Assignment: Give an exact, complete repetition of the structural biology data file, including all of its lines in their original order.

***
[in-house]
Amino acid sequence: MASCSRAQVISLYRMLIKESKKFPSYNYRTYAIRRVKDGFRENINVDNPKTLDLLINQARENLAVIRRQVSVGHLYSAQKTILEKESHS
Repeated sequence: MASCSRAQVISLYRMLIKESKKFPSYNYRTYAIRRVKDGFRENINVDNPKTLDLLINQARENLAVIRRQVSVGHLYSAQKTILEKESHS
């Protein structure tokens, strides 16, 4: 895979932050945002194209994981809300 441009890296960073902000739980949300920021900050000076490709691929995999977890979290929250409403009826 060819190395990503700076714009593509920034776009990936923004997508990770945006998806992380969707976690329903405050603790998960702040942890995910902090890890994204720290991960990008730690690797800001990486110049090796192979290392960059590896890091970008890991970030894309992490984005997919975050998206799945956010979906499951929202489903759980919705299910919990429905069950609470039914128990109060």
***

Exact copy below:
[in-house]
Amino acid sequence: MASCSRAQVISLYRMLIKESKKFPSYNYRTYAIRRVKDGFRENINVDNPKTLDLLINQARENLAVIRRQVSVGHLYSAQKTILEKESHS
Repeated sequence: MASCSRAQVISLYRMLIKESKKFPSYNYRTYAIRRVKDGFRENINVDNPKTLDLLINQARENLAVIRRQVSVGHLYSAQKTILEKESHS
């Protein structure tokens, strides 16, 4: 895979932050945002194209994981809300 441009890296960073902000739980949300920021900050000076490709691929995999977890979290929250409403009826 060819190395990503700076714009593509920034776009990936923004997508990770945006998806992380969707976690329903405050603790998960702040942890995910902090890890994204720290991960990008730690690797800001990486110049090796192979290392960059590896890091970008890991970030894309992490984005997919975050998206799945956010979906499951929202489903759980919705299910919990429905069950609470039914128990109060």